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Thread subject: Loons
Name Date Message
Pam 06/16/05 01:32 pm A few more pics from Maine and Alaska in the album now at:
(including one of the Alaska tented floating nest)
Tiger 06/16/05 01:46 pm Those are really nice Pam. Thanks for preparing them.
Cecilia 06/16/05 02:17 pm I loved the ones of the floating, tented nest. Have I missed the story about that? Would you mind repeating it Pam?
karen 06/16/05 03:00 pm Thanks Pam ... I have had no luck getting into the Maine Cam I keep getting kicked out with an error message about the windows media so it was great to see all your photos and like Cecilia I would love to know about the Alaska floating nest.
Pam 06/16/05 03:20 pm The Maine cam is difficult but with the 5 hours time difference I am able to get on at certain times when it is not used so much. It pays to just keep trying because if someone switches off then you can get on. If you look above the Realplayer video panel on Alaska cam there is a little link to "Read More" which tells you about the camera and that in turn leads to the Anchorage Audubon Soc. page with some nice pics, particularly one close-up view of the new chick. Glad you enjoyed my captures and you are right Tiger, preparing them is a chore and takes ages. I have a load of eagle ones to do now .... will post a link when done :)
Kathy 06/16/05 03:31 pm Great pictures Pam, thank you.
Cecilia 06/16/05 04:57 pm I went to look at the site and found this description of the loon tent. It doesn't really tell you how in the world did they get the loons to decide to make a nest in an anchored but floating tent? :-) But here it is:

By Leon Unruh /

Two Pacific loons nesting on Anchorage's Connors Lake are incubating a pair of eggs the female laid May 17 and 19 or 20. The first egg, after an incubation period of about 25 days, should hatch around June 13.

The loons, who arrived in early May from warmer waters to the south, are again the stars of the Loon Cam on

The Loon Cam is actually a pair of cameras operated by Jean Tam, an Audubon Society member who lives near the lake. (See recent images.)

One is mounted above the nest -- on the roof of a covered raft, or island, anchored in the lake. The second camera watches from shore. Again this year, the nest camera has an infrared illuminator to allow 24-hour viewing even when the late spring-early summer twilight gets a little dark.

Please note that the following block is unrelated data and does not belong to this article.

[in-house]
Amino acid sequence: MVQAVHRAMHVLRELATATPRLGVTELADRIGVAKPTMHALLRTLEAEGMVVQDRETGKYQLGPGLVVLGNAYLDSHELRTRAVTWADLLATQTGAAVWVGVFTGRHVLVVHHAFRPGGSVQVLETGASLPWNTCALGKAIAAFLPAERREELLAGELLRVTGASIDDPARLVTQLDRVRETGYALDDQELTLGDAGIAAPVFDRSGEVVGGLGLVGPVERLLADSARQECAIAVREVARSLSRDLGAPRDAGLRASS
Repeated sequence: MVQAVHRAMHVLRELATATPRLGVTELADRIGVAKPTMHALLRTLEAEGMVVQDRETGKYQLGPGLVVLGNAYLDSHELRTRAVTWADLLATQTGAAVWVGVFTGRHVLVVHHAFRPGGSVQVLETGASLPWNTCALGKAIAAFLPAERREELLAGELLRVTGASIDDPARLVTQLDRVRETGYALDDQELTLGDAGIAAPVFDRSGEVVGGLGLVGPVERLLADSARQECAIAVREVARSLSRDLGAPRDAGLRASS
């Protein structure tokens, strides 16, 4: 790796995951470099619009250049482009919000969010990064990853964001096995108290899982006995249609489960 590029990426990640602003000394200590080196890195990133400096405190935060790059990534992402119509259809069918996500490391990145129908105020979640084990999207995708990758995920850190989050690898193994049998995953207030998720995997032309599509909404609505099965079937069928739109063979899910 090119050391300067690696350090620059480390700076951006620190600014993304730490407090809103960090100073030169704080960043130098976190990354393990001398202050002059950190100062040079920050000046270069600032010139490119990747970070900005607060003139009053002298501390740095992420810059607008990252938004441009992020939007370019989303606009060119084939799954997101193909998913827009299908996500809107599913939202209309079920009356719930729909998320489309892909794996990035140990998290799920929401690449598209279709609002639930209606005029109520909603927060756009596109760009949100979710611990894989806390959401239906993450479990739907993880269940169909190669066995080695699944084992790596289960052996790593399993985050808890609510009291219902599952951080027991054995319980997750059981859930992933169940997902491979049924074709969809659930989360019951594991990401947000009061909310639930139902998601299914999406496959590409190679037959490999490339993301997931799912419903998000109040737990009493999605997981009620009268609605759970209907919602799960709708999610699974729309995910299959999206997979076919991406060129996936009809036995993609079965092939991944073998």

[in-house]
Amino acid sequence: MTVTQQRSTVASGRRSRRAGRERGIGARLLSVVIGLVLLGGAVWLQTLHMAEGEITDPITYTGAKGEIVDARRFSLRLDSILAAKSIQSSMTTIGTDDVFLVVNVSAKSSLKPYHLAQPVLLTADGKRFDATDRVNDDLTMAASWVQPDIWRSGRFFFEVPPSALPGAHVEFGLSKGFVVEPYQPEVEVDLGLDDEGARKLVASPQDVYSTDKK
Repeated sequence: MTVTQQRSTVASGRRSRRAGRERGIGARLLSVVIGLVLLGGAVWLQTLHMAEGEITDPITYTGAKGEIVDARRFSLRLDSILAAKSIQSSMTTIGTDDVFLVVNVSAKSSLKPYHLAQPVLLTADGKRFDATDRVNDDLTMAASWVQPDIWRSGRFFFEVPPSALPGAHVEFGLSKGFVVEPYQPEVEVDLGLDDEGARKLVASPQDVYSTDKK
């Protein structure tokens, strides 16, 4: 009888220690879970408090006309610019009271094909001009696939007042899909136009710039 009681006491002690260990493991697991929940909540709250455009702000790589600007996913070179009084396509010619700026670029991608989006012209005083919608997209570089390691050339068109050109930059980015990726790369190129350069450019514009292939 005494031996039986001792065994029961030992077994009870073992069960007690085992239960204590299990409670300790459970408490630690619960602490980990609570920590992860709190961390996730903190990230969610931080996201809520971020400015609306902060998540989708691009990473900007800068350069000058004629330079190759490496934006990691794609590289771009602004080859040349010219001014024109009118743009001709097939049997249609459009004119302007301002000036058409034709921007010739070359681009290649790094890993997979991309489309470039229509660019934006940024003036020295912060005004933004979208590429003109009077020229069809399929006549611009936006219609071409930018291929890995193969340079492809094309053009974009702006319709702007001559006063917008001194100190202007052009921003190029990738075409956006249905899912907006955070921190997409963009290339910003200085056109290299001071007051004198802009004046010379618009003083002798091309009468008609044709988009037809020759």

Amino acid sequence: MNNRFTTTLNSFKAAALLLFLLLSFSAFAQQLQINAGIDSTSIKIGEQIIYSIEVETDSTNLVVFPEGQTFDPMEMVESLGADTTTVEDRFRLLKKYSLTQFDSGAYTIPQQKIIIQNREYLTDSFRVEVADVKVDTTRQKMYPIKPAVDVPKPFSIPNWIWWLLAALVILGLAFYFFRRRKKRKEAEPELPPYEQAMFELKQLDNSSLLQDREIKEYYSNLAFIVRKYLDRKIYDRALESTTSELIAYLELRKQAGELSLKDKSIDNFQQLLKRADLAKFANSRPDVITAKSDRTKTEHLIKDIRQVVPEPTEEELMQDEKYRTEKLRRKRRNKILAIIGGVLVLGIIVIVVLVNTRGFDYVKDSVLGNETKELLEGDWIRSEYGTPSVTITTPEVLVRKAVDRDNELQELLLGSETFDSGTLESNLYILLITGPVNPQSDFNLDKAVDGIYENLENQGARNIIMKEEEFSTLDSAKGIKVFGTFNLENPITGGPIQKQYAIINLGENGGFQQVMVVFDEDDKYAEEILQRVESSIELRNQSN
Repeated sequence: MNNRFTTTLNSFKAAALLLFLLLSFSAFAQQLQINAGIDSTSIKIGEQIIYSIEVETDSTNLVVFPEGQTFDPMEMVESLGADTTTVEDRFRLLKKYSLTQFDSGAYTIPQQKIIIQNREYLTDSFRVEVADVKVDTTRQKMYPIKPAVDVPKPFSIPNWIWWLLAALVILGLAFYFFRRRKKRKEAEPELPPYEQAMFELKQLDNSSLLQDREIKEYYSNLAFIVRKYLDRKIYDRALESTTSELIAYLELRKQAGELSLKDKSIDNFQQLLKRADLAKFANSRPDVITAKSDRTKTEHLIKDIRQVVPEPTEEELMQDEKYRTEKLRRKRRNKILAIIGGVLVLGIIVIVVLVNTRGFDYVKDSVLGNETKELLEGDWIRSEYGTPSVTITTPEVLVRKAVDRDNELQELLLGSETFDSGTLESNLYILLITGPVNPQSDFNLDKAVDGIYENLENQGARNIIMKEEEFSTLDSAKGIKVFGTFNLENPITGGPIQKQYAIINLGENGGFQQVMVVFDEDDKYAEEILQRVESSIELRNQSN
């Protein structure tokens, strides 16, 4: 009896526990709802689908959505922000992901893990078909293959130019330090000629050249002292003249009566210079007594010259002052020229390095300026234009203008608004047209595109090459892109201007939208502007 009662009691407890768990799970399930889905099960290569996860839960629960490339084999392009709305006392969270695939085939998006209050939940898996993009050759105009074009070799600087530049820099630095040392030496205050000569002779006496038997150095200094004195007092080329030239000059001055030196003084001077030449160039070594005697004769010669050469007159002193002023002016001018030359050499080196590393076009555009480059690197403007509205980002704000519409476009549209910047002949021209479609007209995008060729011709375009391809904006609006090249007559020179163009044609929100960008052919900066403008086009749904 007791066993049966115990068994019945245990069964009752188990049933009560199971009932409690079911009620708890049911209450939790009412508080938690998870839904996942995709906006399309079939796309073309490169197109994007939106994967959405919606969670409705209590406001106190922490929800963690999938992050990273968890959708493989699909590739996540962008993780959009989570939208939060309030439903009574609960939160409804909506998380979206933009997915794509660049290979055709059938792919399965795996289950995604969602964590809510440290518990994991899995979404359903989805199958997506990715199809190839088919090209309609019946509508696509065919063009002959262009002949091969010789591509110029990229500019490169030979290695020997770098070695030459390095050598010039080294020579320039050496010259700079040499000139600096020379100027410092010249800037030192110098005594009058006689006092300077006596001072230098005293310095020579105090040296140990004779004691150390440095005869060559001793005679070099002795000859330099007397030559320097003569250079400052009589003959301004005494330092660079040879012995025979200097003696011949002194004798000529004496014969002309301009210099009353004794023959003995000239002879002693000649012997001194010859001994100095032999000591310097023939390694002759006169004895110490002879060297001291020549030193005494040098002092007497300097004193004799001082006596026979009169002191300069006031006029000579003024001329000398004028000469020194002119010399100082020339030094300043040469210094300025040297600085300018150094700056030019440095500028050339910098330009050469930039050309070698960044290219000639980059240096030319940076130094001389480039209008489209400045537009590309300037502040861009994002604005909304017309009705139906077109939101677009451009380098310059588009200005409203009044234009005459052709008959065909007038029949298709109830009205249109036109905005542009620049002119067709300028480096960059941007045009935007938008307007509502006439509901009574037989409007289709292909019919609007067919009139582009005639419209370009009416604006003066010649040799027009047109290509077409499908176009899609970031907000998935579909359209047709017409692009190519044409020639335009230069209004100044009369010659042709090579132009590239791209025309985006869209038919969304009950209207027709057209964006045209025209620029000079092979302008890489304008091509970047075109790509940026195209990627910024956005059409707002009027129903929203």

An improved microphone is picking up the calls of the loons and other birds, Tam says, as well as urban sounds such as vehicle and plane traffic and dogs barking. Large jets often take off over the lake, which is only a few hundred yards east of the east-west runway of one of the continentâs busiest cargo airports.

âItâs such a contrast to see these symbols of wilderness in the middle of the city,â Tam says.

The female was banded at the lake in 2003, says Tam. She sports a blue band and a white band on her left leg and a metal band on her right leg.

âThey are pretty obvious on the camera,â Tam says. The position of the nest the loons built this summer relative to the camera, however, makes it hard to see the band when the female is on the nest.

Celeste 06/16/05 05:14 pm Great photos Pam....I am able to see the loon cam in Maine early in the am, sometimes mid-morning and even now at 5:15pm EST.
Marie 06/17/05 12:50 am Great photos Pam...I have spent some time this evening showing my friend who is visiting with me all what YOU can do when operating this camera half way around the world. ;-))
cathy 06/17/05 10:37 am I liked the part about her inviting him in, and then having a headache.
Tiger 06/17/05 07:57 pm It looks as if the Alaska loons are only going to have one chick. I saw that the second egg has not hatched and so is a bit unlikely to do so now!

Copyright © 2006 DPOF

Tom Throwe
Last modified: Sat Feb 18, 2006